Maryland School District Fights for Diversity and Inclusion

School desegregation remains the subject of much discussion in American education. Long viewed as an important cornerstone of a civil society, achieving full desegregation remains elusive. Southern and Northern states engaged in “massive resistance,” often creating private or parochial schools to maintain segregation. The Brown v. Board of Education case--and the Brown II case that followed--pushed desegregation forward but in a slow, halting and incomplete manner.

Since the 1950s and 1960s, the demographic shifts of the American cities have significantly changed with increasingly white affluent counties surrounded by impoverished Black and brown communities. This has led to the resegregation of American education. Efforts to address this issue, especially in counties have been slow and halting. Howard County, Maryland --which includes the nationally touted model community of Columbia-- is directly confronting this problem.

The county is considering a bold redistricting plan designed to redistribute school districts and create a more racially and economically inclusive community.

The effort to redistrict in Howard County is the brainchild of Howard County Superintendent Michael J. Martirano. In January, the school board approved directing Martin to begin a comprehensive redistricting program. He proposes to move more than 7,300 students to achieve three goals: alleviate present overcrowding, address inequities in the distribution of students impacted by poverty and establish a pathway for students who will ultimately attend the district’s 13th high school. He stresses the importance of equity, and wants the community to understand why the district is embarking on this course of action, according to the Baltimore Sun.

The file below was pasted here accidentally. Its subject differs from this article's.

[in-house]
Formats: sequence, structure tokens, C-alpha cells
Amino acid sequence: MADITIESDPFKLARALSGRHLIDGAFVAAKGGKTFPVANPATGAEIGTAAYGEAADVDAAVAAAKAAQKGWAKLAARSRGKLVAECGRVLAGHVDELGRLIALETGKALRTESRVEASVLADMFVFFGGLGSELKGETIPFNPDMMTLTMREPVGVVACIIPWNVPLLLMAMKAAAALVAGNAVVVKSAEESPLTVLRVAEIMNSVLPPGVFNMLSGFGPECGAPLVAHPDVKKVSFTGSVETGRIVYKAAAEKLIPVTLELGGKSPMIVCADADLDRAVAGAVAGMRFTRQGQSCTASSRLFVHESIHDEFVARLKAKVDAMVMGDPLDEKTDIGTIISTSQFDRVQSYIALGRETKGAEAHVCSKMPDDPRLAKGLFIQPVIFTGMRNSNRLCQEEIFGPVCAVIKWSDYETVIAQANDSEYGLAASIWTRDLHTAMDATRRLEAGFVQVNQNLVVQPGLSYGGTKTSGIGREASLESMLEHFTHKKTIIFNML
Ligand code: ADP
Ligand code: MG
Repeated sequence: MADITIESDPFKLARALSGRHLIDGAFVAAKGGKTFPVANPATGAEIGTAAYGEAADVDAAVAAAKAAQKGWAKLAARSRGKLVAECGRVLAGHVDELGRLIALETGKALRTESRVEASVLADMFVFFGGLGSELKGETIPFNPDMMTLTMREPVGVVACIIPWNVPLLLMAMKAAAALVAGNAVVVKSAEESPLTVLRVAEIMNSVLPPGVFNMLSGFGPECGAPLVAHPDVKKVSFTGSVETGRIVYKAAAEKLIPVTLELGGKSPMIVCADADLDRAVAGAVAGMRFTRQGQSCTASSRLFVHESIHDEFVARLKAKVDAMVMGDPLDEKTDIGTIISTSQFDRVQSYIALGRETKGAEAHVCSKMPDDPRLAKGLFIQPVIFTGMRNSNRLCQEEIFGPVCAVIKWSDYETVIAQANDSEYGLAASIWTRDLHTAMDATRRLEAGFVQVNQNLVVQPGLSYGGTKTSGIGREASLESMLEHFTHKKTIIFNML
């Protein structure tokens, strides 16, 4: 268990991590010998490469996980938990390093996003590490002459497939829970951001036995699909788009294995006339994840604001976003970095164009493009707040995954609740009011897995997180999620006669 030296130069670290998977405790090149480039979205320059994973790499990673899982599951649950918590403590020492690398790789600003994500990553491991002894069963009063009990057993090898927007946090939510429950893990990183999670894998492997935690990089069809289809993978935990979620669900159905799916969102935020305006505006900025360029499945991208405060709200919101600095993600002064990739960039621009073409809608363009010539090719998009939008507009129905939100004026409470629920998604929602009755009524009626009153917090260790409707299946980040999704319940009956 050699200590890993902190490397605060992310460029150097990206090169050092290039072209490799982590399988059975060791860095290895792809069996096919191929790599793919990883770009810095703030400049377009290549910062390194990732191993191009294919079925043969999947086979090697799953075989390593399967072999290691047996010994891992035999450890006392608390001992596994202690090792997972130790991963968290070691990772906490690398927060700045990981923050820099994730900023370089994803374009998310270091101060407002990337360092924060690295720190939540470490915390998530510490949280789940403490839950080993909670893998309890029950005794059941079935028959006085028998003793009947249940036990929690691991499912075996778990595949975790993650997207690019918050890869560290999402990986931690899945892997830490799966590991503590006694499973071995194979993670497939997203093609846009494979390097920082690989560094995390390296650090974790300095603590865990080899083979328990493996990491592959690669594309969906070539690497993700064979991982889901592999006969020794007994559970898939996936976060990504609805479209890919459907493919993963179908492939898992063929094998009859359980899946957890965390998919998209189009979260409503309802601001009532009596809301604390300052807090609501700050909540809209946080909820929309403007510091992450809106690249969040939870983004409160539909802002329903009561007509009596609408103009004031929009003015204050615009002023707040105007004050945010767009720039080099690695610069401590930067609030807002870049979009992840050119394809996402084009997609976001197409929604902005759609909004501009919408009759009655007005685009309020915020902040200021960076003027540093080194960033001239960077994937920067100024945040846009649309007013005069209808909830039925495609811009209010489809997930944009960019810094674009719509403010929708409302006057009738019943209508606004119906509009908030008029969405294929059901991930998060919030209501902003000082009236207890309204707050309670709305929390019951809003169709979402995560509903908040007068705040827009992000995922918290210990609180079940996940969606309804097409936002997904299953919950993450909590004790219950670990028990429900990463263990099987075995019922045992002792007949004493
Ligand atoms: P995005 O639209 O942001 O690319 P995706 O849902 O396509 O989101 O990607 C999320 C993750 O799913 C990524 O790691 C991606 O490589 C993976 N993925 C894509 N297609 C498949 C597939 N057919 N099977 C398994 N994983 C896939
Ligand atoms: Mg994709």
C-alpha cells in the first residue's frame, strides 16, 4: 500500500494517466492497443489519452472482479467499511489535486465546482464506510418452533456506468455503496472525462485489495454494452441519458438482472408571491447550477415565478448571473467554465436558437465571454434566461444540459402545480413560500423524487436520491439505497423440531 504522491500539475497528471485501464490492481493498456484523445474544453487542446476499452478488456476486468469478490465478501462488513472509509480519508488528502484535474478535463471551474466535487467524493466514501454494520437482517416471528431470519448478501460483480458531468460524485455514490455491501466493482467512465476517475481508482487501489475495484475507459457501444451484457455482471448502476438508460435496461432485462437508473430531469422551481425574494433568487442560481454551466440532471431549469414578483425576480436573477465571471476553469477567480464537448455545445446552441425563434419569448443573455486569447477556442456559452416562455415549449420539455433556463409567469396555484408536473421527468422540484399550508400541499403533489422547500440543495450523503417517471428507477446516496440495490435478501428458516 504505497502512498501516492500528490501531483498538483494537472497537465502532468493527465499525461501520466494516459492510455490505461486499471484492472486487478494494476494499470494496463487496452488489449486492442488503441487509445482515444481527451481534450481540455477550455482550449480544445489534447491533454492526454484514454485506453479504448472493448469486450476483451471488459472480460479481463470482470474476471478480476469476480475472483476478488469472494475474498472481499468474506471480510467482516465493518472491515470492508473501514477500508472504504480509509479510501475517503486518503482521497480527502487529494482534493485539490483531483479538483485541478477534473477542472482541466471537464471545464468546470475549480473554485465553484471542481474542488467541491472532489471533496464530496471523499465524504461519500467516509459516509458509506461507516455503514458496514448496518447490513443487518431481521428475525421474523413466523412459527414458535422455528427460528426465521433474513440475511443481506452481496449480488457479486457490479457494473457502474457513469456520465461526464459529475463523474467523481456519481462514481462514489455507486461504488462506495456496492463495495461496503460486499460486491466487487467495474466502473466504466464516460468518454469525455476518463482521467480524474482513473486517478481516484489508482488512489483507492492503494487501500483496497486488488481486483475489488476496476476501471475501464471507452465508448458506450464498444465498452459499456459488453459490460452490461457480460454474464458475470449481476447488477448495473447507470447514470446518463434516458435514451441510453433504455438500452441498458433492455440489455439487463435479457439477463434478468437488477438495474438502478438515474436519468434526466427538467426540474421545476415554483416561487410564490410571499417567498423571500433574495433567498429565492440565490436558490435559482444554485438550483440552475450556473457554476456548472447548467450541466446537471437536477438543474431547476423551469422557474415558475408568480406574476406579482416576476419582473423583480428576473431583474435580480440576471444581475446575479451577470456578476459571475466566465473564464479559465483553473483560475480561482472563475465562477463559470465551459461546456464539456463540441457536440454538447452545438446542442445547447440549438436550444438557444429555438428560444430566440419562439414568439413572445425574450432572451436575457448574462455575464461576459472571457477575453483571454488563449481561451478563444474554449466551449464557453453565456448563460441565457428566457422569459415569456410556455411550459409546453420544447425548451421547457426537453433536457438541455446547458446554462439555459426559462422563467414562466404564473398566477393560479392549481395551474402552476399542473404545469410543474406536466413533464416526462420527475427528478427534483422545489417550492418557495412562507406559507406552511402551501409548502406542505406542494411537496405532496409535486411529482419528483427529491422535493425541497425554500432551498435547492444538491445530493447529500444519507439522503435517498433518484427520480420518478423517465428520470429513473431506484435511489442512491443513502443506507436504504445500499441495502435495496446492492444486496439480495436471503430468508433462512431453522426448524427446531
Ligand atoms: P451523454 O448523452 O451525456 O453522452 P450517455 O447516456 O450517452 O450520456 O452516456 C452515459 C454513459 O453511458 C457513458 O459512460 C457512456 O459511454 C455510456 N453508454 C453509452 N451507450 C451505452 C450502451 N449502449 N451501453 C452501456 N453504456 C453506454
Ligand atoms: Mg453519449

The proposal involves reassigning 7,396 students, which include 3,194 elementary students, 1,351 middle and 2,851 high school students. The superintendent’s plan addresses students who participate in the district’s free and reduced-price meals program, which is known as FARMs. It seeks to target schools with a high overall FARMs. The plan proposes to reduce the overall percentage of students on the program in the school and move closer to the county average of 22.5%. This is being done to more evenly distribute these students across the district rather than concentrating them in certain schools.

Residents in the district have responded to the Howard County Council’s call for an inclusive district and the Superintendent's proposal. Many who live in more affluent portions of the district are opposed to the plan. Opponents such as Deepak Baskaram, an Elliott City resident and father of three, believe the plan means his children might end up attending a lower performing school four miles away from the school they are currently zoned into. Some parents have banned together to start of Facebook page titled “Howard County School Redistricting Opposition.” The page has more than 1,900 members. At River Hill High School, an affluent school with few Black or Hispanic students, parents actively protest the plan with signs featuring slogans such as “No Forced Busing” and “Don’t Dismantle Communities,” according to the Baltimore Sun.

Advocates of the plan have a different take. Linda Lesile, PTA President at Wilde Lake, which will gain hundreds of students from the River Hill High school, believes there is inherent value in interactions between more and less affluent students. In addition to racial and socioeconomic diversity, she cites increased parental engagement and more money and resources for the school’s academic and athletic pursuits.

Students and parents have publicly expressed their views at public forums on the plan. At the final public hearing on the Martirano proposal, several students and parents testified. The meeting began with an admonition from Vice Chairwoman Kirsten Coombs. She urged residents to “exercise civility and be kind through this emotional process…” She continued, “our children are watching and listening and it is up to the adults to be a positive role model and that goes for whatever you feel; do not demonize the other side, listen to people patiently and please, please treat everyone with respect as you would deserve.”

About the Author

Stephen G. Hall is a sections editor for The North Star. He is a historian specializing in 19th and 20th century African American and American intellectual, social and cultural history and the African Diaspora. Hall is the author of A Faithful Account of the Race: African American Historical Writing in Nineteenth-Century America and is working on a new book exploring the scholarly production of Black historians on the African Diaspora from 1885 to 1960.